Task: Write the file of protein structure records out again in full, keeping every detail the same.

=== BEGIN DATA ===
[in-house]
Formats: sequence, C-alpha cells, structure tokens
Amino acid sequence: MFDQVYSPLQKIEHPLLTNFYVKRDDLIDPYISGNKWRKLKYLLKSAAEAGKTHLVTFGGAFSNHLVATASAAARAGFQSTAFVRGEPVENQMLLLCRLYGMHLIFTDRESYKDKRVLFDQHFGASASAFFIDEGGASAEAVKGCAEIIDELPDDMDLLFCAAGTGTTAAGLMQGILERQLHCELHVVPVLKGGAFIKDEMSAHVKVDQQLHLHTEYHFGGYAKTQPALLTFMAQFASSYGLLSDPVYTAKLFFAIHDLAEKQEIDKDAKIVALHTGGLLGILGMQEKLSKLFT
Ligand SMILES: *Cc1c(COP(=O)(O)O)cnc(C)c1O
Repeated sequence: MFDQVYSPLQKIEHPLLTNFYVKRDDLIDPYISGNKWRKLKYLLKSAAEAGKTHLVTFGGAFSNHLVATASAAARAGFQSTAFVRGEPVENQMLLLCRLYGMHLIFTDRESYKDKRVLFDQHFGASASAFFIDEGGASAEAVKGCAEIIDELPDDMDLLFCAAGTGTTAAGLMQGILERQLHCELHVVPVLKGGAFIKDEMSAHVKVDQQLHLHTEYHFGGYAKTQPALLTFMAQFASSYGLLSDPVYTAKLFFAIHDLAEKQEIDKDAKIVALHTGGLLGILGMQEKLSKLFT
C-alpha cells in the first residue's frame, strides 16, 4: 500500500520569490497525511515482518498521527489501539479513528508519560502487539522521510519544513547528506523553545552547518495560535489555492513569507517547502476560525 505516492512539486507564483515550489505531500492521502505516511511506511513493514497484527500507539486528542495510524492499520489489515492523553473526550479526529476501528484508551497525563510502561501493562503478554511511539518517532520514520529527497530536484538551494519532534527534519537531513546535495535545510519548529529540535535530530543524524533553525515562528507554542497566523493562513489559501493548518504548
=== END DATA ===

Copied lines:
[in-house]
Formats: sequence, C-alpha cells, structure tokens
Amino acid sequence: MFDQVYSPLQKIEHPLLTNFYVKRDDLIDPYISGNKWRKLKYLLKSAAEAGKTHLVTFGGAFSNHLVATASAAARAGFQSTAFVRGEPVENQMLLLCRLYGMHLIFTDRESYKDKRVLFDQHFGASASAFFIDEGGASAEAVKGCAEIIDELPDDMDLLFCAAGTGTTAAGLMQGILERQLHCELHVVPVLKGGAFIKDEMSAHVKVDQQLHLHTEYHFGGYAKTQPALLTFMAQFASSYGLLSDPVYTAKLFFAIHDLAEKQEIDKDAKIVALHTGGLLGILGMQEKLSKLFT
Ligand SMILES: *Cc1c(COP(=O)(O)O)cnc(C)c1O
Repeated sequence: MFDQVYSPLQKIEHPLLTNFYVKRDDLIDPYISGNKWRKLKYLLKSAAEAGKTHLVTFGGAFSNHLVATASAAARAGFQSTAFVRGEPVENQMLLLCRLYGMHLIFTDRESYKDKRVLFDQHFGASASAFFIDEGGASAEAVKGCAEIIDELPDDMDLLFCAAGTGTTAAGLMQGILERQLHCELHVVPVLKGGAFIKDEMSAHVKVDQQLHLHTEYHFGGYAKTQPALLTFMAQFASSYGLLSDPVYTAKLFFAIHDLAEKQEIDKDAKIVALHTGGLLGILGMQEKLSKLFT
C-alpha cells in the first residue's frame, strides 16, 4: 500500500520569490497525511515482518498521527489501539479513528508519560502487539522521510519544513547528506523553545552547518495560535489555492513569507517547502476560525 505516492512539486507564483515550489505531500492521502505516511511506511513493514497484527500507539486528542495510524492499520489489515492523553473526550479526529476501528484508551497525563510502561501493562503478554511511539518517532520514520529527497530536484538551494519532534527534519537531513546535495535545510519548529529540535535530530543524524533553525515562528507554542497566523493562513489559501493548518504548